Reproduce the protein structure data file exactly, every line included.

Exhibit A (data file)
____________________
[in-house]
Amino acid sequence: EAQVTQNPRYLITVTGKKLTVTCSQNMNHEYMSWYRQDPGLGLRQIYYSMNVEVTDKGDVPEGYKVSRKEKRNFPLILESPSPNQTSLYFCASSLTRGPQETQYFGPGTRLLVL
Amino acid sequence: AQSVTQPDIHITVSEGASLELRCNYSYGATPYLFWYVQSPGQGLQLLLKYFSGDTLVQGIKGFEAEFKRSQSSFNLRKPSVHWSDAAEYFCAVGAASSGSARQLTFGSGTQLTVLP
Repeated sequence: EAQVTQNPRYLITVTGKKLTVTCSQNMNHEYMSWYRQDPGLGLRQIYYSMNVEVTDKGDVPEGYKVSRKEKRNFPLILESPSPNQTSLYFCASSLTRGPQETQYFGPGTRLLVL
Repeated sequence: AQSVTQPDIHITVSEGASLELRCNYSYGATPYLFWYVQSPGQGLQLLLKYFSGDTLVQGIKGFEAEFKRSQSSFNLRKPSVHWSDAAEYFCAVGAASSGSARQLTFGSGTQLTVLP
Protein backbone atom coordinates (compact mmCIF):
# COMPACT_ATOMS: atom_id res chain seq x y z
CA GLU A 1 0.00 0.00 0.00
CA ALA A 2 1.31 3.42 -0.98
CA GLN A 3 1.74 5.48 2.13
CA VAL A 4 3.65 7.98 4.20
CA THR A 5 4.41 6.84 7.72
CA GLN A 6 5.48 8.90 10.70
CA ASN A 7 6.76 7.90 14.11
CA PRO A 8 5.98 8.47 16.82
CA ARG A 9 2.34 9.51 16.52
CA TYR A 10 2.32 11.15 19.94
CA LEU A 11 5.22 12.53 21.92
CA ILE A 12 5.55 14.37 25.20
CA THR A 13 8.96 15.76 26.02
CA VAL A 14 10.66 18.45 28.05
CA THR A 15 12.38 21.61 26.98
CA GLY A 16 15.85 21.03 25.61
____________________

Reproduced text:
[in-house]
Amino acid sequence: EAQVTQNPRYLITVTGKKLTVTCSQNMNHEYMSWYRQDPGLGLRQIYYSMNVEVTDKGDVPEGYKVSRKEKRNFPLILESPSPNQTSLYFCASSLTRGPQETQYFGPGTRLLVL
Amino acid sequence: AQSVTQPDIHITVSEGASLELRCNYSYGATPYLFWYVQSPGQGLQLLLKYFSGDTLVQGIKGFEAEFKRSQSSFNLRKPSVHWSDAAEYFCAVGAASSGSARQLTFGSGTQLTVLP
Repeated sequence: EAQVTQNPRYLITVTGKKLTVTCSQNMNHEYMSWYRQDPGLGLRQIYYSMNVEVTDKGDVPEGYKVSRKEKRNFPLILESPSPNQTSLYFCASSLTRGPQETQYFGPGTRLLVL
Repeated sequence: AQSVTQPDIHITVSEGASLELRCNYSYGATPYLFWYVQSPGQGLQLLLKYFSGDTLVQGIKGFEAEFKRSQSSFNLRKPSVHWSDAAEYFCAVGAASSGSARQLTFGSGTQLTVLP
Protein backbone atom coordinates (compact mmCIF):
# COMPACT_ATOMS: atom_id res chain seq x y z
CA GLU A 1 0.00 0.00 0.00
CA ALA A 2 1.31 3.42 -0.98
CA GLN A 3 1.74 5.48 2.13
CA VAL A 4 3.65 7.98 4.20
CA THR A 5 4.41 6.84 7.72
CA GLN A 6 5.48 8.90 10.70
CA ASN A 7 6.76 7.90 14.11
CA PRO A 8 5.98 8.47 16.82
CA ARG A 9 2.34 9.51 16.52
CA TYR A 10 2.32 11.15 19.94
CA LEU A 11 5.22 12.53 21.92
CA ILE A 12 5.55 14.37 25.20
CA THR A 13 8.96 15.76 26.02
CA VAL A 14 10.66 18.45 28.05
CA THR A 15 12.38 21.61 26.98
CA GLY A 16 15.85 21.03 25.61